In September, this daily opportunity to listen in on ACSH staffers' conversations will be e-mailed to donors each morning. It will be available to the general public the next day.
You can become a donor at http://www.acsh.org/support/ or send a tax-deductible donation to:
American Council on Science and Health
1995 Broadway, 2nd floor
New York, NY 10023
For questions, please call Jeff Stier at 212-362-7044 x225 or e-mail Tara McTeague at McTeagueT[at]acsh.org.
Quote to Note: "The very idea that people could look upon food as medicine, that they might sit down to eat thinking only of their arteries or their risk of cancer appalled Julia (Child).” - Laura Shapiro, author of the biography “Julia Child.”
- For an article titled “Cafeteria Wisdom,” ACSH staffers found almost equal portions of fallacy as well as fact. Andrew Wolf’s sensationalistic Oped in the New York Sun attempted to dissect school lunches, calling them the biggest change for the new academic year. Referring to the “extreme” diet students are facing at lunchtime, he blames the “press-driven ‘childhood obesity epidemic’ spurred on by vegetarians, health nuts and activists.” ACSH’s Dr. Ruth Kava took particular issue with Wolf’s brush-off of an obesity problem. You don’t get such an increase in obesity in kids in a few years if there isn’t a problem, she said. “That editorial is so biased and so wrong.”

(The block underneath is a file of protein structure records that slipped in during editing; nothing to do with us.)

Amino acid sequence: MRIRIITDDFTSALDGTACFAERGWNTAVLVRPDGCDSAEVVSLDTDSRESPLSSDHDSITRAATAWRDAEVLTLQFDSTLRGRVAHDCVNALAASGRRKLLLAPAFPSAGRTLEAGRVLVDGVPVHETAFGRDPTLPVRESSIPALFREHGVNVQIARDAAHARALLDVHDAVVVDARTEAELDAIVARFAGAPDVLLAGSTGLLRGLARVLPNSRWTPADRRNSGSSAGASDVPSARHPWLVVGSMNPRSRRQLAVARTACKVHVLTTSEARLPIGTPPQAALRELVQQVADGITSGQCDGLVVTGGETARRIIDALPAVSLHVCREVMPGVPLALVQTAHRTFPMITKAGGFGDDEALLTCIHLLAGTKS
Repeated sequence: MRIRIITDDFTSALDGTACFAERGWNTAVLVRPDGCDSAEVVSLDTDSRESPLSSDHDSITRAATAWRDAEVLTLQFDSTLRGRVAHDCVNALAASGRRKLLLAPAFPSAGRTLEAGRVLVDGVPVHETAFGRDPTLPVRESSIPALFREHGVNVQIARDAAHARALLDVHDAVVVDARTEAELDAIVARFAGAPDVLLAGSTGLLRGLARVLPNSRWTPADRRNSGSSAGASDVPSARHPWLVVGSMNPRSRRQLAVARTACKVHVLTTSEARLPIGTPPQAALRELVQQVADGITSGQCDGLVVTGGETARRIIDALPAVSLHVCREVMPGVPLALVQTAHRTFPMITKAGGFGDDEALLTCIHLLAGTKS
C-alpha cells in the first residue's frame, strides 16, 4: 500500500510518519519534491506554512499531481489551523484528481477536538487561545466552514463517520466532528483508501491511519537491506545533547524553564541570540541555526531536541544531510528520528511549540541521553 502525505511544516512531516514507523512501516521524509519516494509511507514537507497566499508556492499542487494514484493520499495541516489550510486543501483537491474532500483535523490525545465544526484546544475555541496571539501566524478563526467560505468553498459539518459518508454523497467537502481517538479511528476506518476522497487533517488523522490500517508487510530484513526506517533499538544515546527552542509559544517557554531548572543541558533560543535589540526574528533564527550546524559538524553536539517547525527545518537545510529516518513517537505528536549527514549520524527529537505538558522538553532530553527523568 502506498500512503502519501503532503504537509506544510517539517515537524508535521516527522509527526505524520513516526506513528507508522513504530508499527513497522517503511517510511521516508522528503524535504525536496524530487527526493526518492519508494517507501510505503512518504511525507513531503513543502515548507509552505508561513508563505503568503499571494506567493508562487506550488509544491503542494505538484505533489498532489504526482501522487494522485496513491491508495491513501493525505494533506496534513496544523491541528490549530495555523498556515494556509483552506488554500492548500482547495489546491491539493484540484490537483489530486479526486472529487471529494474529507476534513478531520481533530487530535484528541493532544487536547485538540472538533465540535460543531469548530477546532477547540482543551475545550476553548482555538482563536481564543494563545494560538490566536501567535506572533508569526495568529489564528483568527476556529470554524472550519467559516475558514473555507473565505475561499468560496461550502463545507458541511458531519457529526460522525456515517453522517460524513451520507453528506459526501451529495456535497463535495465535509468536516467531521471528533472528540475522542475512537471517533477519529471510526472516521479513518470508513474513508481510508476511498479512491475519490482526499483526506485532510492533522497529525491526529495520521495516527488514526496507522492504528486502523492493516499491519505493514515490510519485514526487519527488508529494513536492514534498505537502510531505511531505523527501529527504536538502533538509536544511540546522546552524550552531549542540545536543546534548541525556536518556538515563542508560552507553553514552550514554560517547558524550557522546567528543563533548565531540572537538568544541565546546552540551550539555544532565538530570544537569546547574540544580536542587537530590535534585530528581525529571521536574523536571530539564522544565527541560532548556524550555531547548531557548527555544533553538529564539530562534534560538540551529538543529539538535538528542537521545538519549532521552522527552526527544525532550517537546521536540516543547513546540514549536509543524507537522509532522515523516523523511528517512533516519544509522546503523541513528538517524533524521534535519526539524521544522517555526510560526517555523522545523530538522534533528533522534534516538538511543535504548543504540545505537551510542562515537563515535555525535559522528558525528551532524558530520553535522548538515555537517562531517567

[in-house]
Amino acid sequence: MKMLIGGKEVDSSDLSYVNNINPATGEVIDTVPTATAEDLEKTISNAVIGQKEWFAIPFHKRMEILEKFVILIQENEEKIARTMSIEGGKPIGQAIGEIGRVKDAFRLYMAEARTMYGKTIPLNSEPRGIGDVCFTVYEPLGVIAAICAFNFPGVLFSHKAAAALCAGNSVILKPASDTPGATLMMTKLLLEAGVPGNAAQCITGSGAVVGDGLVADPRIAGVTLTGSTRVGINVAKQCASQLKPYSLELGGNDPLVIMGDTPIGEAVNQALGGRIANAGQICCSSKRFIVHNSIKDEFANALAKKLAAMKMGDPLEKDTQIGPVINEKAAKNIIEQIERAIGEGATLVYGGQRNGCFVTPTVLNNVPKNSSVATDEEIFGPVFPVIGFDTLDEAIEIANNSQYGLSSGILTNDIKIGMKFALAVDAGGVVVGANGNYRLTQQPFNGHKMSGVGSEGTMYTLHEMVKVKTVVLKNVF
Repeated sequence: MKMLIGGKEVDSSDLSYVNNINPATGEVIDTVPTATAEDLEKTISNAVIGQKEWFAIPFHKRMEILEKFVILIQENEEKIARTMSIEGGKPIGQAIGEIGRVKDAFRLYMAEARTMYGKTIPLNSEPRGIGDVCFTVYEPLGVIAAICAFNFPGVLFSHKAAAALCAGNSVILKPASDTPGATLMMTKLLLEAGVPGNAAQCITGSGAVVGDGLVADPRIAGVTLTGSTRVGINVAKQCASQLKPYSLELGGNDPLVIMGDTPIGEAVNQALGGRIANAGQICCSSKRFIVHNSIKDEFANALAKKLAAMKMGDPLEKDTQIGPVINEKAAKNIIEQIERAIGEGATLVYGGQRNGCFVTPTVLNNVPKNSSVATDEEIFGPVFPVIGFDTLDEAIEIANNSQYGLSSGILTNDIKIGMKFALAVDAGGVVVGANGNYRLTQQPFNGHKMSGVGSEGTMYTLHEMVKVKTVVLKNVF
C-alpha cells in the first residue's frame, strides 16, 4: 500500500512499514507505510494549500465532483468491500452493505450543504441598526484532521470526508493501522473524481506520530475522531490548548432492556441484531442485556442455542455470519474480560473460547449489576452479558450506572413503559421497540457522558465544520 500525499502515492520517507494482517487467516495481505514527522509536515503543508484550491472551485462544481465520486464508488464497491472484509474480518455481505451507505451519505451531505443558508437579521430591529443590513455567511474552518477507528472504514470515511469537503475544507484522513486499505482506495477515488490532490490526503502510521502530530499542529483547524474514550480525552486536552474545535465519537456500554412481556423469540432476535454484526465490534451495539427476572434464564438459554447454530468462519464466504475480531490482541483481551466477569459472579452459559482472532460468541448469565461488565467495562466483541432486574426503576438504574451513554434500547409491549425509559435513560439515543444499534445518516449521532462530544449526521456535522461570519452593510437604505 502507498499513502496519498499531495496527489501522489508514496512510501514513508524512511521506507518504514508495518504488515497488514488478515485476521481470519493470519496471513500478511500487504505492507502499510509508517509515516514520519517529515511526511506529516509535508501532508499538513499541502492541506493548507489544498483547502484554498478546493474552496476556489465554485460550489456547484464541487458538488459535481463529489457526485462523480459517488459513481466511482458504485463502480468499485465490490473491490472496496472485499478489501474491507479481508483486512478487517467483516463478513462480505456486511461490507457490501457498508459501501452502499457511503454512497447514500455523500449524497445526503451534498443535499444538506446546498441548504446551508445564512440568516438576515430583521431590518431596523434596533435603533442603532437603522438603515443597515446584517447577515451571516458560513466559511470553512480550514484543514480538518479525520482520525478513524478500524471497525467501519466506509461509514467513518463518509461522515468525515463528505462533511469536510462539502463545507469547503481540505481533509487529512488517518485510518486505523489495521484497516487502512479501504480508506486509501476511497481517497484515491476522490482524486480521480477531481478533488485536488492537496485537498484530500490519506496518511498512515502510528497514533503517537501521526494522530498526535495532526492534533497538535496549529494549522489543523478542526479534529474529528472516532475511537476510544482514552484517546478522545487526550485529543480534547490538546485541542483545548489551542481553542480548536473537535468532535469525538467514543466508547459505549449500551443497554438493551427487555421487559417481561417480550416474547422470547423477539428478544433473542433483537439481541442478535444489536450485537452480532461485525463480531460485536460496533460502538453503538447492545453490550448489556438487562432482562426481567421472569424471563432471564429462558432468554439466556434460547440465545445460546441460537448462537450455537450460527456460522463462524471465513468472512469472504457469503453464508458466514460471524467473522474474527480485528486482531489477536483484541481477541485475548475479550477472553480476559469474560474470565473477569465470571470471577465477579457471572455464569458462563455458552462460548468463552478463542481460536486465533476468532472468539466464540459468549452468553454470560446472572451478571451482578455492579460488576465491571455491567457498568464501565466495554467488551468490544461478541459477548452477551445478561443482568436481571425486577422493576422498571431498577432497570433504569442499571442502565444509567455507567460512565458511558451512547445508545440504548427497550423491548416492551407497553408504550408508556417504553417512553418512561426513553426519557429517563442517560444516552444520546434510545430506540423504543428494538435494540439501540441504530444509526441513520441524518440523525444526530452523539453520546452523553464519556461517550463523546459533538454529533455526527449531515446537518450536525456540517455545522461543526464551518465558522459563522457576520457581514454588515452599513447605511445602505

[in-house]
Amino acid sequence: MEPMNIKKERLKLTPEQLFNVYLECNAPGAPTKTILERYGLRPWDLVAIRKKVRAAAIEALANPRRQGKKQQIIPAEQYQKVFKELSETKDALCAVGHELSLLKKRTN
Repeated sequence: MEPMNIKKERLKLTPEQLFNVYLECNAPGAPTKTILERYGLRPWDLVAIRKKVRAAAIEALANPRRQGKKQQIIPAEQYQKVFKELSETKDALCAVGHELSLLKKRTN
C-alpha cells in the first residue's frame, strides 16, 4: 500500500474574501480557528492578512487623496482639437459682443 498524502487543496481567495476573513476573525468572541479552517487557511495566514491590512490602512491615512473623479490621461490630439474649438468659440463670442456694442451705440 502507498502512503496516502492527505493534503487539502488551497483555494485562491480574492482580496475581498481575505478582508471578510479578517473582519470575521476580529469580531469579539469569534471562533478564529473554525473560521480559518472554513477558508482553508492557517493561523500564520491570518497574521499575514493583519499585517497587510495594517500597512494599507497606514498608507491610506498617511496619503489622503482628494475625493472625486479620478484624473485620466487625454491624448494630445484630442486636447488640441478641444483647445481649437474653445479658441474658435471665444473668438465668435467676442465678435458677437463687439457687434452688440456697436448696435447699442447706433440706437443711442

But then, as if by miracle, the Op ed shifted focus, albeit slightly, to the writings of Julia Child. Child, who once was a guest at an ACSH luncheon, was an early fan of bio-engineered foods, remembered Dr. Elizabeth Whelan. Child believed the dinner table is becoming a trap, and was disappointed by the idea that people can look at food only as medicine, something ACSH staffers agree on.
As far as Wolf’s article, besides the attributions to Child, Dr. Kava said she agreed with the author on one other point – perhaps too much emphasis is being placed on the food element in schools. They’d do a lot better by the kids if they taught them to be more active rather than worrying about every bite they put into their mouths,” she said.
- Another article gaining attention at the ACSH morning table was on B1 of the Wall Street Journal, a look at scientific studies that are all-too-often tainted by “sloppy” scientific analysis. ACSH staffers said they were pleased to see this in the paper. There are a lot of reports out there where analysis carry the results too far. One study does not make proof, Dr. Kava said.